Keystone XL Now Delayed Indefinitely
Two months after getting a green light from the U.S. State Department, the off-again, on-again Keystone XL project has hit a new red one. Or, at least, a long yellow.
The agency announced Friday (April 18) that it was indefinitely extending the time for eight federal agencies to review the 1,179-mile project, which has been on the books since 2008.
The surprise announcement drew fire from all along the political spectrum, the government of Canada, and pipeline owner TransCanada Corp.
Although no new deadline was given, there is widespread agreement that the issue is now dead until at least after the U.S. midterm elections in November.
4 Reviews, 4M+ Comments
The State Department announced the new delay just 10 weeks after releasing an 11-volume Final Supplemental Environmental Impact Statement (Final Supplemental EIS) that expressed no major concerns about the $5.8 billion project.
That was the department's fourth review of the project and reflected more than 1.9 million public comments.
Now, the State Department says, it must review an additional 2.5 million comments that were submitted during the public comment period that closed March 7.
The project requires a Presidential Permit because the pipeline would originate in western Canada and cross the U.S. border at Morgan, MT, before traveling south to a terminus in the Gulf Coast.
Upheaval in Nebraska
The State Department announcement also cited "uncertainty created by the on-going litigation in the Nebraska Supreme Court which could ultimately affect the pipeline route in that state."
|U.S. State Dept.|
The proposed line has been rerouted around environmentally sensitive areas in Nebraska, but opposition by landowners has thrown the issue into the courts.
The Nebraska case involves a lawsuit by three landowners who are challenging the constitutionality of a 2012 state pipeline siting law that gave the governor and state environmental regulators the authority to approve the pipeline's revised route through Nebraska.
The landowners said that decision belonged to Nebraska's Public Service Commission and that the bill was essentially written by TransCanada.
In February, Lancaster County District Judge Stephanie Stacy sided with the landowners in a 50-page order. State Attorney General Jon Bruning immediately announced his intention to appeal, and the case is now before the state Supreme Court. Bruning's appeal stays the lower-court decision, leaving the law in effect for now.
Nevertheless, the State Department says it cannot allow the project to proceed while the controversial, environmentally sensitive Nebraska segment is tied up in litigation.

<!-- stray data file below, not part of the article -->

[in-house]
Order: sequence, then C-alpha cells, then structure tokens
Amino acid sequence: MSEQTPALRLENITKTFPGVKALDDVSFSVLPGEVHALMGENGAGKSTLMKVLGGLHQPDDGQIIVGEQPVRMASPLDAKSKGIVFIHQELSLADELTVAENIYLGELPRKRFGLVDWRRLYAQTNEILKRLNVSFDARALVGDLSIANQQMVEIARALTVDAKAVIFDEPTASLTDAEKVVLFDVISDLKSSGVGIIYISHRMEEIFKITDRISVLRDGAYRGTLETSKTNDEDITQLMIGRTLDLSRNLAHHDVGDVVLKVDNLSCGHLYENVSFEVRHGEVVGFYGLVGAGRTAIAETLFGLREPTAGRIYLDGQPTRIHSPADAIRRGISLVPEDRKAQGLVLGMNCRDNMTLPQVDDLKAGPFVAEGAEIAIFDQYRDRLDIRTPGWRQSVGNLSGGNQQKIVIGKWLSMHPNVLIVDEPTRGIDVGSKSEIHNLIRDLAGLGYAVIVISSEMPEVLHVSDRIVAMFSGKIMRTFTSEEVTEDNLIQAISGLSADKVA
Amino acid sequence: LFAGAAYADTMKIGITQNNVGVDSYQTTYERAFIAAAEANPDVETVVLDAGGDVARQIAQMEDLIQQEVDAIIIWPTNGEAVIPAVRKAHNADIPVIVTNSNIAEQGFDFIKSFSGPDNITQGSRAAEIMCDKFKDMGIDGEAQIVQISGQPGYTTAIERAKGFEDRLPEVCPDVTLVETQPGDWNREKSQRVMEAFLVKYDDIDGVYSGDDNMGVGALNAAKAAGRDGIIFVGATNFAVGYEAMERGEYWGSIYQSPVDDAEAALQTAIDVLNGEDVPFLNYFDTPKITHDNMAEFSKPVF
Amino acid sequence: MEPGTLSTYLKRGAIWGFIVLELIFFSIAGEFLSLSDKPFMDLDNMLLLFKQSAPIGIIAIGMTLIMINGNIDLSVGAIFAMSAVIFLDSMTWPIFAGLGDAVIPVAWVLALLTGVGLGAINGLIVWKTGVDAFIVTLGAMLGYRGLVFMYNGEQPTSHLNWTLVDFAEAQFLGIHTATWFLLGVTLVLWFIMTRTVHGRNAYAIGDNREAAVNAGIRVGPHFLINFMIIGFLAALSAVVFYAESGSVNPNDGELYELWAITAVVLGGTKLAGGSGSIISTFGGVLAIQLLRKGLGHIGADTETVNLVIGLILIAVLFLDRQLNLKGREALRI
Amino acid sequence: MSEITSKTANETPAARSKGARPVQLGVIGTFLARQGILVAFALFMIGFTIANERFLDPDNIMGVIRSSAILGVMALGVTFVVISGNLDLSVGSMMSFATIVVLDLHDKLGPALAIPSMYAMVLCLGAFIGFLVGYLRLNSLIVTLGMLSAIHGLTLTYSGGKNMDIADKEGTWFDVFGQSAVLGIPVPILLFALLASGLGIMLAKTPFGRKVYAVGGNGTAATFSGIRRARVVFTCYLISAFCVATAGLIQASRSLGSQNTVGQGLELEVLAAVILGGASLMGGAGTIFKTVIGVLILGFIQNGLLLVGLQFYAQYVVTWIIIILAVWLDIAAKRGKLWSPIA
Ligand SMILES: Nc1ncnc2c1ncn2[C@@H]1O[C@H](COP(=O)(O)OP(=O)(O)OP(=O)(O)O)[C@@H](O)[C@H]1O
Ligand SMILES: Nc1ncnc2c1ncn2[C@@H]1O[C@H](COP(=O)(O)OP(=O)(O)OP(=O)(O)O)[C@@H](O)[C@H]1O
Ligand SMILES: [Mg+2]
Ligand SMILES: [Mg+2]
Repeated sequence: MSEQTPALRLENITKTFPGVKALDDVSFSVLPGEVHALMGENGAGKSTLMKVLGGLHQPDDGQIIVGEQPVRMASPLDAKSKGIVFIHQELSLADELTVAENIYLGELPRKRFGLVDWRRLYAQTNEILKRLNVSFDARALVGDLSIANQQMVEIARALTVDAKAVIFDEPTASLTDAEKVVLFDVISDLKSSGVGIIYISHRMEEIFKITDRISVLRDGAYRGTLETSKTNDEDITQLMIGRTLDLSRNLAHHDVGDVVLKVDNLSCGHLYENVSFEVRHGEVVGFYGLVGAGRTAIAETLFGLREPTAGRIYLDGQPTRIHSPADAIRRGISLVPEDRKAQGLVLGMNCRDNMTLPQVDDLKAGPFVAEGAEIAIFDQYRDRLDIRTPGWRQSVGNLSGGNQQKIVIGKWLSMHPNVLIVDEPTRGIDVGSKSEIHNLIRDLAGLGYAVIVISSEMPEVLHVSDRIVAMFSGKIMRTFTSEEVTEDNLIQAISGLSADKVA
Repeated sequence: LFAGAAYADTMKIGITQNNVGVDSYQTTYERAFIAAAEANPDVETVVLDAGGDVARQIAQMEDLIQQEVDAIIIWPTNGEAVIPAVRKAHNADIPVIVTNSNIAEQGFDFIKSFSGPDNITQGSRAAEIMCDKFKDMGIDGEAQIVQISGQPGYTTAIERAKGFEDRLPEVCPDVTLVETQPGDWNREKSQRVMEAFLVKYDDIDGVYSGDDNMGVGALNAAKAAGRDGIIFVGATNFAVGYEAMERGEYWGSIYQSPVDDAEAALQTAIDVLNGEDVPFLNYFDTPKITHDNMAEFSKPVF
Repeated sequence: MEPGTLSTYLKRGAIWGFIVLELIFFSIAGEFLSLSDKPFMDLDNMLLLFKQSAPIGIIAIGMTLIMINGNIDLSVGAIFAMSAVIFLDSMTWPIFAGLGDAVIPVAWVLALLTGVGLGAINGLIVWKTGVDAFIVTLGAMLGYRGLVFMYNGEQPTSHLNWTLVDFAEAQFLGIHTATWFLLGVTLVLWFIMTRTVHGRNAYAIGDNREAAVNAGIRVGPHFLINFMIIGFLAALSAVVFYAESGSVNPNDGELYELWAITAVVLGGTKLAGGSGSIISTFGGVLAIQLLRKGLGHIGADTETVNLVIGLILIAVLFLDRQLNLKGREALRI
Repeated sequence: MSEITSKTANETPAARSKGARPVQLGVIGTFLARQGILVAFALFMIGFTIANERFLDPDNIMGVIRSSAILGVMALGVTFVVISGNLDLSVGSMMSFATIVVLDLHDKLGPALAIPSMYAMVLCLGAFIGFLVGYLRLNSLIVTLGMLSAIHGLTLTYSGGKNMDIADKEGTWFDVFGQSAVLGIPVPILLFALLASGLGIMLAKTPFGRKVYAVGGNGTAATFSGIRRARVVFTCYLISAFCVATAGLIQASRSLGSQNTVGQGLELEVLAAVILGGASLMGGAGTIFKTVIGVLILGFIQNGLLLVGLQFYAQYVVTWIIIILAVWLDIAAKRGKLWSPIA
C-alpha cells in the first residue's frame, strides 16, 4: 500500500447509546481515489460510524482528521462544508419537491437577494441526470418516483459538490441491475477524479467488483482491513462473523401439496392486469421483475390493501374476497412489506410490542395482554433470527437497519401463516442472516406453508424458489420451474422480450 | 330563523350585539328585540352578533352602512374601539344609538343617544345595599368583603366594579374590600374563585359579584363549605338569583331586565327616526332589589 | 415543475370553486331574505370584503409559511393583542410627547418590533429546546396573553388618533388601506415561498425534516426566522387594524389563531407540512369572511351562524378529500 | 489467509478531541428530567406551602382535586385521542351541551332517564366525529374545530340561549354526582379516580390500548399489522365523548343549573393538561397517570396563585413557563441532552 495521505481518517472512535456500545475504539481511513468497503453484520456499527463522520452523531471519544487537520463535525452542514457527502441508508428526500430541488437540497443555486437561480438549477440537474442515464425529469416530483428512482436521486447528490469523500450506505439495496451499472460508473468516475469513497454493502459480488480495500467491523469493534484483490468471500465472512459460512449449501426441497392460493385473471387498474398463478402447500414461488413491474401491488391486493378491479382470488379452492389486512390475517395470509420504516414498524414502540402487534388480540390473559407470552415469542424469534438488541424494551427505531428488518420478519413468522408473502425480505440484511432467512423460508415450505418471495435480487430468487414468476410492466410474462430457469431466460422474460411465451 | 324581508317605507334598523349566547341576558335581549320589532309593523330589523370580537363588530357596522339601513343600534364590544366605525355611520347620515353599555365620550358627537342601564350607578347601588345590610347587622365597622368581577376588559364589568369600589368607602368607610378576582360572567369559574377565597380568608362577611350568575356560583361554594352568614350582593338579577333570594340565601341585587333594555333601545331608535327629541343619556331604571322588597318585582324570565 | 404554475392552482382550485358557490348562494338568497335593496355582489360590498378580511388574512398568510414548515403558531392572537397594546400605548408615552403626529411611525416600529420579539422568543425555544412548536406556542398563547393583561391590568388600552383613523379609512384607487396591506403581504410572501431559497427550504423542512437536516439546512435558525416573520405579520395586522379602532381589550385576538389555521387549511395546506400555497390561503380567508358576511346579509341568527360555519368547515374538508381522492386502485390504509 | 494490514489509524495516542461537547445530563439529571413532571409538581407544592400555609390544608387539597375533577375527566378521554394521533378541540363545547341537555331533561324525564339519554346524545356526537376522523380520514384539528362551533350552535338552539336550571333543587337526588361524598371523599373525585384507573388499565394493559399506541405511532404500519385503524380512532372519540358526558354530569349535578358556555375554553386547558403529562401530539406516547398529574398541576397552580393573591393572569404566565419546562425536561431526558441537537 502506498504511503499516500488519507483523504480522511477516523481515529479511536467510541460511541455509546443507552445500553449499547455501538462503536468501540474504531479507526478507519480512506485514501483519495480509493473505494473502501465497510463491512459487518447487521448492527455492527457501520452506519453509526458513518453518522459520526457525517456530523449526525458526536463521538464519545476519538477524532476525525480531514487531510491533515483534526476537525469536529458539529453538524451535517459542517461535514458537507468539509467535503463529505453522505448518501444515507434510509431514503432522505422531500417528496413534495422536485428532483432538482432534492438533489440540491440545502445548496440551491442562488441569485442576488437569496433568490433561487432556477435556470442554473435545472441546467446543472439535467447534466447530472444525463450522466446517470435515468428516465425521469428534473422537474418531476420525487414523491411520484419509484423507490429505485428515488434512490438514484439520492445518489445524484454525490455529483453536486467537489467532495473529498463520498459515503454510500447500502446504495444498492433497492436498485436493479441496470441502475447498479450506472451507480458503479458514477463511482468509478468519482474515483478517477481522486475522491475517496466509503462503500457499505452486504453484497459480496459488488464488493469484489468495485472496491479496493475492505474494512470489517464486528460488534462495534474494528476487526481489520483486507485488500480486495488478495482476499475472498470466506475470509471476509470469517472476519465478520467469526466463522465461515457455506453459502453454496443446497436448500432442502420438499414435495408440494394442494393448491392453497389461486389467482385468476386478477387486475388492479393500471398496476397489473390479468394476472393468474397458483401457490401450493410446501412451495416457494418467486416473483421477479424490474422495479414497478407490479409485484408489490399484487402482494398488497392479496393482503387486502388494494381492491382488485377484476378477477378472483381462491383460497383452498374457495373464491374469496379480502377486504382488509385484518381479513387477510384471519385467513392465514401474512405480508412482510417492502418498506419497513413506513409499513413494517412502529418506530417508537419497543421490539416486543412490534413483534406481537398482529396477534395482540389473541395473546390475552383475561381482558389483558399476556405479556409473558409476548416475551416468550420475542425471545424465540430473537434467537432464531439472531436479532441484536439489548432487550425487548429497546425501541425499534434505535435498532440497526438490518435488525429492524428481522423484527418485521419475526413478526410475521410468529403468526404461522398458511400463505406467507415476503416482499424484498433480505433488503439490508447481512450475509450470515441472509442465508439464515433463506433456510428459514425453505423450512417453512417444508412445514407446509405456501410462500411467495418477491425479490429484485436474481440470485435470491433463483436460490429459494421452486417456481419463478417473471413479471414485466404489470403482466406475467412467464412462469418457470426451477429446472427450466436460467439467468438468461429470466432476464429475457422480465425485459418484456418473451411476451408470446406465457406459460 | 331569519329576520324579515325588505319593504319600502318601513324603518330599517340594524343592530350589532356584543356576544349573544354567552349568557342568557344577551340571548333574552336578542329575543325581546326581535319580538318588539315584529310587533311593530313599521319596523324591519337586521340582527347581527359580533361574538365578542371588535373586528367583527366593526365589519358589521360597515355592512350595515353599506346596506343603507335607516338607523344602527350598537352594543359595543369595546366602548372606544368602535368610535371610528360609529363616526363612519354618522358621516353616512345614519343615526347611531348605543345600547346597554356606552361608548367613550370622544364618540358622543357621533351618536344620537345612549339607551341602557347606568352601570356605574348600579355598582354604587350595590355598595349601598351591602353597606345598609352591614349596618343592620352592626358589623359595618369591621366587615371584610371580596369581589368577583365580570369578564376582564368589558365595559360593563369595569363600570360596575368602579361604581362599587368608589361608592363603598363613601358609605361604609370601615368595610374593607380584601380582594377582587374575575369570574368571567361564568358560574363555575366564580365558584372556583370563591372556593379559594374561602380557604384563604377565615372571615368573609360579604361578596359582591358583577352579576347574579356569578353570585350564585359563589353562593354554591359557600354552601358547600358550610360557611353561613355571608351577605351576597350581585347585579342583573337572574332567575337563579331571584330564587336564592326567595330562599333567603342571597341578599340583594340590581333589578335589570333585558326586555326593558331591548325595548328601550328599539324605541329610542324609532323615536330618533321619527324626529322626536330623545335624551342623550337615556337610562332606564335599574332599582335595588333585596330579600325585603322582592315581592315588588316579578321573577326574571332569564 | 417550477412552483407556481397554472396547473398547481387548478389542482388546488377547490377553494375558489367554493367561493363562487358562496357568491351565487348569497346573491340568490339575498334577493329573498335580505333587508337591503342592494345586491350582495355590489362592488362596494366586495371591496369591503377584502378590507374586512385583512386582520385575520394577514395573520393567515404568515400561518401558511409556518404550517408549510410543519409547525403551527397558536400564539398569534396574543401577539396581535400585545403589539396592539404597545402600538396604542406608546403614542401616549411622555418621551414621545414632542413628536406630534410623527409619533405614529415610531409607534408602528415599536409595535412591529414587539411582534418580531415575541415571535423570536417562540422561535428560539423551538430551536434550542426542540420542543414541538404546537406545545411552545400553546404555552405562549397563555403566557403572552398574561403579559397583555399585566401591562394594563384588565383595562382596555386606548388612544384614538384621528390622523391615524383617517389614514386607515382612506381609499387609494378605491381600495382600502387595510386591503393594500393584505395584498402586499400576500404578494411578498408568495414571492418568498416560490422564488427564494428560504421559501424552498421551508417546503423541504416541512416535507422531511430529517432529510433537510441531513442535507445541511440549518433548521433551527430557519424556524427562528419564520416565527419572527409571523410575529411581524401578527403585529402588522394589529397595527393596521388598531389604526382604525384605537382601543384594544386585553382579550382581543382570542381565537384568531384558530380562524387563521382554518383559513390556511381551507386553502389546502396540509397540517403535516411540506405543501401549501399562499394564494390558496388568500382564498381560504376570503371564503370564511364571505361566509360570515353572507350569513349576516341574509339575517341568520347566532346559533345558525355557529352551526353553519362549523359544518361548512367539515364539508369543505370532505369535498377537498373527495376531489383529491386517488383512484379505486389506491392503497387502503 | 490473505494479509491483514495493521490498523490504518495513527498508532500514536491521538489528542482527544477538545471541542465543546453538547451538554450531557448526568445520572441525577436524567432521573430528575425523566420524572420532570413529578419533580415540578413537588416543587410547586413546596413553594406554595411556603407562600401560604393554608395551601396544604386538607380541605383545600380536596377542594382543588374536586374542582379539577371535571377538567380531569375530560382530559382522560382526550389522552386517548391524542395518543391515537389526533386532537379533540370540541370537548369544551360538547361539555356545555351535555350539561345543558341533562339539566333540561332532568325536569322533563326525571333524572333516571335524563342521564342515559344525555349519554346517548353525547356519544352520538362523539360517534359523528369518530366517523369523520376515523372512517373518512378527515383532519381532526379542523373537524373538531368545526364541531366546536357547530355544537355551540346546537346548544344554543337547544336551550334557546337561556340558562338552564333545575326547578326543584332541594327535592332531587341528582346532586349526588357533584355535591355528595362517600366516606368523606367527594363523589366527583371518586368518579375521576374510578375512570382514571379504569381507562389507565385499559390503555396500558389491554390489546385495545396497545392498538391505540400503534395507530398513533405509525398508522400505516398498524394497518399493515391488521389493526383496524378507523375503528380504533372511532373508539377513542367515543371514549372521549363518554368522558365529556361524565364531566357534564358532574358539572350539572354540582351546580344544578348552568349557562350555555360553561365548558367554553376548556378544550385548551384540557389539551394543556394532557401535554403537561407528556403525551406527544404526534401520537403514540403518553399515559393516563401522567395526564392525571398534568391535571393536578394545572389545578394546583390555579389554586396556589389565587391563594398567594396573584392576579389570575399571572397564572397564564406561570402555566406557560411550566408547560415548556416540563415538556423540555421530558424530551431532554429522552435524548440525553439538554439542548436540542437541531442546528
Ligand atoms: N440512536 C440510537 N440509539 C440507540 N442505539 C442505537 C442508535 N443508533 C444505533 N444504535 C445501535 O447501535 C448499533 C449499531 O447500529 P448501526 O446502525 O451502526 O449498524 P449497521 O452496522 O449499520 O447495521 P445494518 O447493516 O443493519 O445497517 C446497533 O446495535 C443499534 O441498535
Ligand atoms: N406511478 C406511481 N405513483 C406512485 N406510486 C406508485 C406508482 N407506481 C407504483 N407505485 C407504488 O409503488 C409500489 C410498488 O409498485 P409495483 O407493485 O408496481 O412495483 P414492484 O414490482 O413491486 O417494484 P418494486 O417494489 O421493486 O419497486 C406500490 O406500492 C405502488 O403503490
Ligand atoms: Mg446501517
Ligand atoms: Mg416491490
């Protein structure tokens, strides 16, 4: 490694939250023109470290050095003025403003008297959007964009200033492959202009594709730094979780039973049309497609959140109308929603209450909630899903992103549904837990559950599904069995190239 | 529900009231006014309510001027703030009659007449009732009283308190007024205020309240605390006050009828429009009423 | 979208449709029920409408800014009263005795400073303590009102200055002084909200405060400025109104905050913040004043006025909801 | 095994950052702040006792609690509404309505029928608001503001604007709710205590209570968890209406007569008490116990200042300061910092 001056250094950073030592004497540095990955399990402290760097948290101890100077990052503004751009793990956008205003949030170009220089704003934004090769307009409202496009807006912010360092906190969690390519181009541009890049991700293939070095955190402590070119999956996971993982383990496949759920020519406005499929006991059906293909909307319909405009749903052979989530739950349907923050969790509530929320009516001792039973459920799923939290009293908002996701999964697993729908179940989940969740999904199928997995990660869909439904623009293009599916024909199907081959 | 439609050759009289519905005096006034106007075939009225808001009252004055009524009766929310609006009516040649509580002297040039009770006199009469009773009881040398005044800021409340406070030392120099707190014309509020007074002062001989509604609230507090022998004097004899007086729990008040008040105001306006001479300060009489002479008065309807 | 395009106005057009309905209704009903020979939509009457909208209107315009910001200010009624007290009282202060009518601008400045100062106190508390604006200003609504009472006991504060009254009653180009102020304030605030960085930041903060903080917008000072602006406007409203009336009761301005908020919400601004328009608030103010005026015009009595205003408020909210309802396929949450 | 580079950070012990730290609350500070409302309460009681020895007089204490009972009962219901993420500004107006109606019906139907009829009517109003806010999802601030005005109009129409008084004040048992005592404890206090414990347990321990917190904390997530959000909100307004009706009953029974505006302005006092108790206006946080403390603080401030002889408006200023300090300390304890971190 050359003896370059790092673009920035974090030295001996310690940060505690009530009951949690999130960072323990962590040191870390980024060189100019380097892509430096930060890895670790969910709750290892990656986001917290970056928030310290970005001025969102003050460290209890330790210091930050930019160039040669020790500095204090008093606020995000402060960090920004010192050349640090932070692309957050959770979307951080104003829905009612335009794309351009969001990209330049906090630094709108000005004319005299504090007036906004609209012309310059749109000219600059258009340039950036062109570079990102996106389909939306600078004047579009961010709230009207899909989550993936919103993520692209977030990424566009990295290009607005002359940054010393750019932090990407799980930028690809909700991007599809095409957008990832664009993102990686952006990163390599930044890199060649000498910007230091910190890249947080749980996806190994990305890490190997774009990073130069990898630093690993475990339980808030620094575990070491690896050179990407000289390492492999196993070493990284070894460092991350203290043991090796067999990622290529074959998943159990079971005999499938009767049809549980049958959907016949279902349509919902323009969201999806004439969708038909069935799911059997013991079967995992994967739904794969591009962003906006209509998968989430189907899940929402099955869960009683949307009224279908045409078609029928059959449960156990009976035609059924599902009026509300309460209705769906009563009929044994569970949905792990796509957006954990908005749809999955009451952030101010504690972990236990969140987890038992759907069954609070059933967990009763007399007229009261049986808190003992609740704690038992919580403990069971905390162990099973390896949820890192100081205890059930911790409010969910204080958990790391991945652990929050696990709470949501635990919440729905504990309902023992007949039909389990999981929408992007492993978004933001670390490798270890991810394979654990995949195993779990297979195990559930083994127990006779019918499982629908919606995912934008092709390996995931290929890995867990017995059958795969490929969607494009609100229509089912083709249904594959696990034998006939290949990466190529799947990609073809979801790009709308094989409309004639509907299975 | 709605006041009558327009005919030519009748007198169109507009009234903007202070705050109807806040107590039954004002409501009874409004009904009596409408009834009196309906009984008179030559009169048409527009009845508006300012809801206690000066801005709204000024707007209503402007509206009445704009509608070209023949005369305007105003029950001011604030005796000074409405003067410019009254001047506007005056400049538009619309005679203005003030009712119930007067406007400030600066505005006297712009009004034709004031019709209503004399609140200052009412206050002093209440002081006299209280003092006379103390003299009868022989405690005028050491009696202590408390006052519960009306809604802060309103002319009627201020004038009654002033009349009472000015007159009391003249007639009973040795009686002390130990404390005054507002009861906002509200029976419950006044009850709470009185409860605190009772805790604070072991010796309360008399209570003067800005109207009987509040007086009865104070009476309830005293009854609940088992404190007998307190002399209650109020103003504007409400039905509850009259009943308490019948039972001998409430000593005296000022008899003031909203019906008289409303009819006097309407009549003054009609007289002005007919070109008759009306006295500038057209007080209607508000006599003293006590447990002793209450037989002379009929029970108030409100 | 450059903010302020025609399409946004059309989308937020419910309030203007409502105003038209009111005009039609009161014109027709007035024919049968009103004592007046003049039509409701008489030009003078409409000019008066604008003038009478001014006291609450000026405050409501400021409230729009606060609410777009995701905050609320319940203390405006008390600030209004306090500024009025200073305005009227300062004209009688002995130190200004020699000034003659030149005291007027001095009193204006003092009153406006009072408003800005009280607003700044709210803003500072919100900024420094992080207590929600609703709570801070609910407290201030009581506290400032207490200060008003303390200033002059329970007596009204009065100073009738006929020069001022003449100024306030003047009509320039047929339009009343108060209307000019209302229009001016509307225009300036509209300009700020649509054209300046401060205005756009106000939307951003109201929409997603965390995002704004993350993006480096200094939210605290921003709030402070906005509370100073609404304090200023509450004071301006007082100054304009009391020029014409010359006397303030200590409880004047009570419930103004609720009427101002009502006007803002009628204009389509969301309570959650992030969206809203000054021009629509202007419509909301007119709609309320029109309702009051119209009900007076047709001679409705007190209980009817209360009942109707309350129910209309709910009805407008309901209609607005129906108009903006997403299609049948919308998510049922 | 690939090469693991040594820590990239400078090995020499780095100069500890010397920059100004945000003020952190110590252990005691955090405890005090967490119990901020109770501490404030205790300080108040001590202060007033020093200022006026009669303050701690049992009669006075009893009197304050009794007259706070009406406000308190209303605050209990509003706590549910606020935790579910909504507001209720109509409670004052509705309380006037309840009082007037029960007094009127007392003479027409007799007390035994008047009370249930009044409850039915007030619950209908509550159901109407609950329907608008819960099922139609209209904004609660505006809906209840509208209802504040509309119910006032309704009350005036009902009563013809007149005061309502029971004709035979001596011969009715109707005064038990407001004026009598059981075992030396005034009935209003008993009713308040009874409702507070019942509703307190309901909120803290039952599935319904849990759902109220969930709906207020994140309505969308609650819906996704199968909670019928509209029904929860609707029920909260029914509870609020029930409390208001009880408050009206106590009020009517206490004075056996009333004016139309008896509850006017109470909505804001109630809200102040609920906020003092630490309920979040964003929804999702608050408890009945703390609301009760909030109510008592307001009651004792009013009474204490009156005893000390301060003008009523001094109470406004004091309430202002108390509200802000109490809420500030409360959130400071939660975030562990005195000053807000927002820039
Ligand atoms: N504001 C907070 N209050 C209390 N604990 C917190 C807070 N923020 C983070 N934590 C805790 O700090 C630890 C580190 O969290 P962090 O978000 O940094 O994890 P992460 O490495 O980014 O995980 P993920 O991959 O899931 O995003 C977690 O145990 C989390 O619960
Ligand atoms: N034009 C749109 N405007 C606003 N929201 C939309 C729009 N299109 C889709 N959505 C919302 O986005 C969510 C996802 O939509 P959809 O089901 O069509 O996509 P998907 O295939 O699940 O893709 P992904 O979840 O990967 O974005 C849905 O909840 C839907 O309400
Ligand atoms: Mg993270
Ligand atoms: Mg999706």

The delay infuriated Republicans, some oil-state Democrats, and labor unions. Critics of the Obama Administration called the extension a ploy to remove the pipeline from the 2014 campaign agenda.
“Yesterday, the president had the audacity to stand at the podium at the White House press office and lecture Republicans in Congress about the need to make tough decisions," Rep. Lee Terry (R-NE) said in a statement.
"But today, he punted a tough decision in the name of political expediency.”
White House protests in 2011 derailed the original 2008 pipeline proposal.
The State Department denied the accusation and insisted that it was not stonewalling the project. "The agency consultation process is not starting over," the department said in its announcement.
"The process is ongoing, and the Department and relevant agencies are actively continuing their work in assessing the Permit application."
At the White House, spokesman Jay Carney said, "I know there's a great urge, and has always been, to make this about politics, but we've seen along this process—along the way here, along the route, a series of actions taken in keeping with past practice where the reviews are done out of the State Department."
'Disappointed and Frustrated'
TransCanada president Russ Girling released a statement calling the new delay "inexplicable." Girling said the Nebraska litigation was being "managed appropriately."
"We are extremely disappointed and frustrated with yet another delay. American men and women will miss out on another construction season where they could have worked to build Keystone XL and provided for their families," Girling said. "We feel for them.
President Obama spoke at TransCanada facility in March 2012 in favor of expanding U.S. oil and gas pipelines.
"We are also disappointed the United States will continue to rely on regimes that are fundamentally opposed to American values for the eight to nine million barrels of oil that is imported every day. A stable, secure supply of oil from Canada and from the U.S. makes better sense and I am sure a majority of Americans agree."
Labor unions that have supported the pipeline project for its employment potential were also outraged.
“This is once again politics at its worst,” said Terry O’Sullivan, general president of the Laborers’ International Union of North America (LIUNA).
“In another gutless move, the administration is delaying a finding on whether the pipeline is in the national interest based on months-old litigation in Nebraska regarding a state level challenge to a state process—and which has nothing to with the national interest.”
Environmental groups, on the other hand, still want the project canceled altogether.
More coverage of the Keystone XL pipeline project is available at these links.
Keystone XL Clears State Dept. Report (Feb. 4, 2014)
EPA Rips State Dept.’s Pipeline Review (April 25, 2013)
Keystone XL Applicants Try, Try Again (May 8, 2012)
Obama Nixes XL Pipeline Project (Jan. 19, 2012)
Keystone XL Pipeline Stalled, Rerouted (Nov. 15, 2011)
State Dept. Clears Way for XL Pipeline (Aug. 29, 2011)
Legislators, EPA Slam XL Pipeline Plan (June 8, 2011)